Tanzania is emerging as a regional hub in specialized healthcare services provision. Dar es Salaam is now turning into a point of call for referral patients from neighbouring countries.

Having inherited notable achievements in healthcare provision in the past 60 years, President Samia Suluhu Hassan has set her eyes on making Tanzania a medical tourist destination of choice. It was President John Magufuli, who in February 2020 started talking about the need for Tanzania to tap into what he said was the $72 billion-a-year global medical tourism market.

When she took over President Hassan pushed the idea further. In July 2021, Dr Dorothy Gwajima, the minister for Health, Community Development, Gender, Elderly and Children, unveiled a medical tourism promotion team.

Veteran cardiologist and Jakaya Kikwete Cardiac Institute (JKCI) executive director Mohamed Janabi chairs the team. The government wants to start with JKCI because it already receives patients from Comoro, Zambia, the Democratic Republic of Congo, Burundi, Rwanda, Uganda and Kenya.

Dr Gwajima says the government has sent an application to the World Health Organisation (WHO) for a formal recognition of Tanzania as a medical tourist hub.

More investments needed

Whether medical tourism is feasible or not will depend on how Tanzania invests in medical human skills development, telemedicine, digital economy, transport infrastructure, accommodation facilities, health services price affordability and overhauling of customer care service, among others.

There is also no bypassing creating favourable investment climate and a conducive business environment to facilitate the establishment of medical facilities, pharmaceuticals and medical equipment manufacturing as well as investments in research and development, analysts say. Following the adoption of the Arusha Declaration in 1967, Tanzania went ahead and banned the private for-profit healthcare providers through the Private Hospitals Regulation Act of 1977. This Act was repealed in the 1980s but investors would need reassurance that nothing of the sort would recur. At this point, though, Tanzania’s medical tourism ambitions are realistic, considering the fact that the government has partially reversed exporting medical tourists to India and other countries.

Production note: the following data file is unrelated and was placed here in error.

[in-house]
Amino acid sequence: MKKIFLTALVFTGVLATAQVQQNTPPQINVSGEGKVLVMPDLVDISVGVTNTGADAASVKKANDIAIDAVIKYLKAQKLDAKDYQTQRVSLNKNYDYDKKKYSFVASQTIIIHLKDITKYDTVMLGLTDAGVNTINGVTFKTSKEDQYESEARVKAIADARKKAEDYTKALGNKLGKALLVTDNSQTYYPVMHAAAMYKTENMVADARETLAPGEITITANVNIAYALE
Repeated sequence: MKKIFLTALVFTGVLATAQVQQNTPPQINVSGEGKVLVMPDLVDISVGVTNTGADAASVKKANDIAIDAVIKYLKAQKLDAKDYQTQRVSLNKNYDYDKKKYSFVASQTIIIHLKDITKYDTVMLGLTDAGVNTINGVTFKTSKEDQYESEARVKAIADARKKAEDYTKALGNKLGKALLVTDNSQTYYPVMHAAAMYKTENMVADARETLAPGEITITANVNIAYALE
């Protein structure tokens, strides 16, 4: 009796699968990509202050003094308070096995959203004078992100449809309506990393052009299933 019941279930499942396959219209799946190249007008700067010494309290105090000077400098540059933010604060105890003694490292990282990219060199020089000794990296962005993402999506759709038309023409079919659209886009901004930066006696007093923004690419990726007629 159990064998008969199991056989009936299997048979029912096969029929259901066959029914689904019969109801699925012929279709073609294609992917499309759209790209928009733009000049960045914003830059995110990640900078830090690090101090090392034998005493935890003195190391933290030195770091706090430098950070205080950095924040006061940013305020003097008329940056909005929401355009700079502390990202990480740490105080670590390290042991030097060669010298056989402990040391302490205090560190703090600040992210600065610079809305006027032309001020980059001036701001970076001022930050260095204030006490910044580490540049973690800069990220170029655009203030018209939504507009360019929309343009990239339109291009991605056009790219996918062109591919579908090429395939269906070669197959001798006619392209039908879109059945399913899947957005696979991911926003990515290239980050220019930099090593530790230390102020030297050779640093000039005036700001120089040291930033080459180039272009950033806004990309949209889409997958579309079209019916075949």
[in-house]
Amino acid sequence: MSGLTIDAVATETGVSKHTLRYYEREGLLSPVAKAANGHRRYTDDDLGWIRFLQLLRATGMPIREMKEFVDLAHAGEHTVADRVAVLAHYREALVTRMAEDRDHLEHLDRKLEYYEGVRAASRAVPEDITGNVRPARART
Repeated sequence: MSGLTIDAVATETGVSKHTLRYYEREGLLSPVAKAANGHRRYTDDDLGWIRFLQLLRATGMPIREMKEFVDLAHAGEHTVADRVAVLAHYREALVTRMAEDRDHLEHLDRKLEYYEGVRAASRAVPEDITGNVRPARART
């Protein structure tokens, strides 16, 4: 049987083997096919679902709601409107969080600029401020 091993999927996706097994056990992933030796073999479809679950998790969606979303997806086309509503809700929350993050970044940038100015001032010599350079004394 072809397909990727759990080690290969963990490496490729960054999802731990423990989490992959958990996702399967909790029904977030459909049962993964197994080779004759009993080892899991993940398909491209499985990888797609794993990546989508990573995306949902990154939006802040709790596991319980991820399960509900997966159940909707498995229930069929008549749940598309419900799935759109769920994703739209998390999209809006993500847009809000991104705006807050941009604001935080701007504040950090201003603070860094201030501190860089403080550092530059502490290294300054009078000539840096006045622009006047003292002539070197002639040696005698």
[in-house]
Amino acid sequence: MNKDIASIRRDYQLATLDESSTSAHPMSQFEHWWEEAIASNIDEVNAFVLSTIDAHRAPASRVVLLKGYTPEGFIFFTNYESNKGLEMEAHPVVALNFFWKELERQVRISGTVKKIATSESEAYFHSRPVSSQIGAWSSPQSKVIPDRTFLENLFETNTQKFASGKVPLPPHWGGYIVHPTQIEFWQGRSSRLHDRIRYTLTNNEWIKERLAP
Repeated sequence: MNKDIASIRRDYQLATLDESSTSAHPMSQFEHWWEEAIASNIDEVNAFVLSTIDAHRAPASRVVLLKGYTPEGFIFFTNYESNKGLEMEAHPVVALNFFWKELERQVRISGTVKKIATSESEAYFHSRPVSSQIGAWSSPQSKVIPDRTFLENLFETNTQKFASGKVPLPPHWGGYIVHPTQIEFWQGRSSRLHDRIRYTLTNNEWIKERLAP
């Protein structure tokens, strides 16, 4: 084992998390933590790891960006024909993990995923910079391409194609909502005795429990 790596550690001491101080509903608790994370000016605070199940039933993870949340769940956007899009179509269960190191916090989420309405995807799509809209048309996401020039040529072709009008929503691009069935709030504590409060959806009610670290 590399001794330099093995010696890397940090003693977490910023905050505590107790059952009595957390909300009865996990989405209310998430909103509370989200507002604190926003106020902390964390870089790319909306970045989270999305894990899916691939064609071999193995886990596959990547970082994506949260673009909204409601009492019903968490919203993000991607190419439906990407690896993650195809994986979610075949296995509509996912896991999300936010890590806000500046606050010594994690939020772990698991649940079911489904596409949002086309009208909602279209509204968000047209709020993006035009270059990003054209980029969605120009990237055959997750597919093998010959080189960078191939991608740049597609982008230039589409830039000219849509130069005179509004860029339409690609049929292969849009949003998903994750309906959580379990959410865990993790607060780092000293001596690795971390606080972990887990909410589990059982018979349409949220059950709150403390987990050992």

In a report of 60 years of Tanzania’s health sector that she presented to reporters on Monday, November 8, Dr Gwajima said that in the financial year 2020/21 only two patients were referred to hospitals outside the country compared to 554 in the financial year 2015/16. Obviously the Covid-19 pandemic that saw global travelling banned by most countries and which put a serious strain on healthcare services of every country in the world contributed to this very small number of patients referred to more specialized medical treatment outside the country. What is clear, however, is that the number of patients started going down since 2016 when government’s efforts to buy more specialized diagnostic machines and equipment gained speed. In 2018 the number of patients going for treatment outside the country had come down to 350 from the 550 of 2016, according to statistics provided by the-then minister for Health, Community Development, Gender, Children and the Elderly, Ummy Mwalimu.

Specialized medical services

In the report of 60 years of the health sector, Dr Gwajima outlined several achievements in specialized medical services the country has gained which can help the country become a medical services hub in the region. The report highlights investments done in specialized public medical facilities. These include;

JKCI: Established in 2015, it offers specialized cardiology and cardiovascular diagnosis and treatment. Recently JKCI finished the installation of the Cathlab and Carto 3 system. The system was bought at Sh4.6 billion. About 6,500 patients have already been diagnosed and treated using the system that requires only small incisions as opposed to open-chest surgeries. About 2,436 patients have received cardiovascular treatment through the system. The new state-of-the-art medical system is set to attract more patients from inside and outside the country.